Hydrology, Biomass and Climate

The idea behind our first expedition to the Great Sand Hills of Saskatchewan was to gather preliminary evidence for measuring the rate of increasing movement among the dunes and survey what seems to be a decline in vegetation in the hope of understanding further the climactic changes in the north west. Toward this end we chose seven of the largest and most active dunes along with two nearby inactive which still had some vegetation on top and through triangulation positioned each on a grid (twenty- one dunes in total). On top these dunes we buried a small piece of metal (perforated strapping) for verification- later- and established locations for each with a g.p.s. finder. Then on the top of inactive dunes a square meter was demarcated by wire and all growth identified, enumerated and catalogued. Samples were also taken of each specimen identified along with soil samples for the measuring of moisture content and other analysis. In addition, the declivity (lowest point at the bottom of each active dune) was identified and the distance to the apex measured. All flora and fauna in the immediate area was noted and our initial observations yielded some dramatic insights. Most shrubs and bushes especially the willows, the birch and the poplar or aspen groves were obviously either dying off or severely stressed. The most notable decline however was in the matting of creeping juniper which had seemed to stabilize the entire area and to a lesser extent in the growth of sage itself. All data will be published on this website at the conclusion of the study.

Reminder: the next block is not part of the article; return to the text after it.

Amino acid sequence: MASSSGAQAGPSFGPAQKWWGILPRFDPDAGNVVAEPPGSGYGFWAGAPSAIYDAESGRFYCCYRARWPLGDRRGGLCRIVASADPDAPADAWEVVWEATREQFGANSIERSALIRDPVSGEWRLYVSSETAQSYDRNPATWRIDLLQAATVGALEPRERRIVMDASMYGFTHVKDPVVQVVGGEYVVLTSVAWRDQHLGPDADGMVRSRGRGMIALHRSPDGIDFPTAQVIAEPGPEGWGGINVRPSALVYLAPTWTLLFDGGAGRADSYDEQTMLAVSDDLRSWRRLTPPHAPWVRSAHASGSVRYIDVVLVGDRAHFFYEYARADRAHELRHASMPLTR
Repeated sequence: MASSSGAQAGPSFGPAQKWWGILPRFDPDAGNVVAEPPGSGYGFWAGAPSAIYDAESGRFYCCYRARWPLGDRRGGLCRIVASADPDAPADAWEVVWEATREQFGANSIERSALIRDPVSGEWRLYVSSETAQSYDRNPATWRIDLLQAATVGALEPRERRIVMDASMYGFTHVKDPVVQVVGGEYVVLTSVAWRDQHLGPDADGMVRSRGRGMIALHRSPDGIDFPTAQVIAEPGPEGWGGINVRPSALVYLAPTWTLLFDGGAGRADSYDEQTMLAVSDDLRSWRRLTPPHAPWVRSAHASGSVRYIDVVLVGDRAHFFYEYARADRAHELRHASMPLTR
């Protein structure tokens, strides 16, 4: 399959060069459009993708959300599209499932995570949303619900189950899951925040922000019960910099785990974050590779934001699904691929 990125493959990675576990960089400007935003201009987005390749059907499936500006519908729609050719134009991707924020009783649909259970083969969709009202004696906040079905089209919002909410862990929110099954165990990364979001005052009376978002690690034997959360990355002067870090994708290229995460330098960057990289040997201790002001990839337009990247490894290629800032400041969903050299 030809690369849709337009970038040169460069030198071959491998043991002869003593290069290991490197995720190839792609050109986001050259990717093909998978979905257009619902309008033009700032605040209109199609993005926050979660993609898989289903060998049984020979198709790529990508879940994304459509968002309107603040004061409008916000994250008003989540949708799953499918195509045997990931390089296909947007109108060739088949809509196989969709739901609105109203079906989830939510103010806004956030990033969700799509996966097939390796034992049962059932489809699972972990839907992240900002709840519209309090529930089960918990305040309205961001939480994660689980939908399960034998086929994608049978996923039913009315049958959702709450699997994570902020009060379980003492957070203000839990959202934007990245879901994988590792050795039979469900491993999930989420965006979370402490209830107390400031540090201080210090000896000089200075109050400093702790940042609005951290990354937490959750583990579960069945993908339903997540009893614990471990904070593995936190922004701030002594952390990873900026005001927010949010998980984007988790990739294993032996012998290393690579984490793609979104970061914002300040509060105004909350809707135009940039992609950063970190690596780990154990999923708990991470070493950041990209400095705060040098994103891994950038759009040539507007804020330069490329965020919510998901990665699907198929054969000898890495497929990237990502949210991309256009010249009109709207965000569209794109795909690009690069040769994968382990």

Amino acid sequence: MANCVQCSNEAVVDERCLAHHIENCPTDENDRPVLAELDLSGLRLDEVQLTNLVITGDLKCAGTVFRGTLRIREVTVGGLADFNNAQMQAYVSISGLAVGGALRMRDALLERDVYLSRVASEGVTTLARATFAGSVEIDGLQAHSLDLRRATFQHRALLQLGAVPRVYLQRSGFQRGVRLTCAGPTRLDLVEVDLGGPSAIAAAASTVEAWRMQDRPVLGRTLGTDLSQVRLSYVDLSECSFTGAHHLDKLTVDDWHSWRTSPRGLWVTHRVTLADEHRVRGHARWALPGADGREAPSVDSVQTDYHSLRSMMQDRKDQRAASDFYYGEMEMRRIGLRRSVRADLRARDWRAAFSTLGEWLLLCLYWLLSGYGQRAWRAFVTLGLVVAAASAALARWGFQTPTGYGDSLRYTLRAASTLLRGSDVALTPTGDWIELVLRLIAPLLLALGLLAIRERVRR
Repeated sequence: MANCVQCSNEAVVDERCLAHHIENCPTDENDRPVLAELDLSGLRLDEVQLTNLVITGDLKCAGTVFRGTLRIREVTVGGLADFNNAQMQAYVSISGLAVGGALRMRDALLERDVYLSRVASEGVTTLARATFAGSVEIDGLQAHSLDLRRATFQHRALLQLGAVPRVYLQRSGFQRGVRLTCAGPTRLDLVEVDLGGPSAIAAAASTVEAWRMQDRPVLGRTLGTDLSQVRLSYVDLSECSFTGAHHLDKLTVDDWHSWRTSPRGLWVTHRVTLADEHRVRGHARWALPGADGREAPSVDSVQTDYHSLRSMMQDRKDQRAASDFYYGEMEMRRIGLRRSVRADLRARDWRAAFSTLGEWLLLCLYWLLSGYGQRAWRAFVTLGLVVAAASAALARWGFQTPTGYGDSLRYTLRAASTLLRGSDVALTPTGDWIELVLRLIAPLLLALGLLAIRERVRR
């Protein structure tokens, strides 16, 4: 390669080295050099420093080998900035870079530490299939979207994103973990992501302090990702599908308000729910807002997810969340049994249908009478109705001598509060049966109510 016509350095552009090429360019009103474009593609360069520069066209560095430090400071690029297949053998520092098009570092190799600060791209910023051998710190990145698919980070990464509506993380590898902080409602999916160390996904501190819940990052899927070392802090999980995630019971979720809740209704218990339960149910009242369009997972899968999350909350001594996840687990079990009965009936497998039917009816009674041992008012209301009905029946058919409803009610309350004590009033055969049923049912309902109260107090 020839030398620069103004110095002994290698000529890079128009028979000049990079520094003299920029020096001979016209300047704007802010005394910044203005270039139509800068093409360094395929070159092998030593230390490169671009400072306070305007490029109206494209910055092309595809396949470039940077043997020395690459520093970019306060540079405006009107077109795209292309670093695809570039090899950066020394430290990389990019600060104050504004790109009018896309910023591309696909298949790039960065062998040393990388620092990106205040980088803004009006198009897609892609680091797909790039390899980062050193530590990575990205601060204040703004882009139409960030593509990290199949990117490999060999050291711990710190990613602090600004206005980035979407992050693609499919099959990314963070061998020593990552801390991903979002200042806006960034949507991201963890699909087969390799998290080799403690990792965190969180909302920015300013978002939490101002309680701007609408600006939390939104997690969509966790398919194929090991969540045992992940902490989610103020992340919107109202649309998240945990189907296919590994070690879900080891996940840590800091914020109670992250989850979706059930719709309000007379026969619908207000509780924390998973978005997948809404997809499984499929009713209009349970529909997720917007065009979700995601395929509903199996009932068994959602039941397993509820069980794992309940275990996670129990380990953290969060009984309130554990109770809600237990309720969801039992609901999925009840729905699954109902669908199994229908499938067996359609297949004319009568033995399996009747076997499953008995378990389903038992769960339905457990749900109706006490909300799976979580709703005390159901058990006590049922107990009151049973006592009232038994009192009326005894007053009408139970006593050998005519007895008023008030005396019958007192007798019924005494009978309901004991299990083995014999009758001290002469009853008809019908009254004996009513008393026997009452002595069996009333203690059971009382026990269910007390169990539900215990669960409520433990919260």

Initially the study was planned as a three year project with a repeat of the above data collection over three consecutive summers. However, circumstances did not seem favorable in the spring of 2003 for an unusual amount of moisture and some snow late in the spring was considered an anomaly and thought perhaps to skew the study. So we did not return and this may have been an error for later toward the onset of August it proved to be one of the hottest and driest summers on record. Now we are planning for the collection of data in the summers of 2004 and 2006 to balance the picture.

Research crew on preliminary survey, summer of 2002. Analyzing and recording data in camp.


Restricted area allows no motorized vehicular access. Research teams work and live off covered wagon.


Hopefully, data can be compared to the rate of loss in permafrost along the Mackenzie Delta , in ice receding among the glaciers , as well as in other examples of dramatic changes related to warming and drying trends in The Kazan, the Athabasca Delta and the Athabasca Sands. Areas such as these in the greater northwest reveal immediate and dramatic changes at even small deviations from mean rainfall and temperature levels.


Guests may accompany an expedition and participate in the collection of data but should inform the lodge at least six months in advance. It is fascinating work especially for those with an interest in geology or archeology. Most of these regions are inaccessible  except by air.

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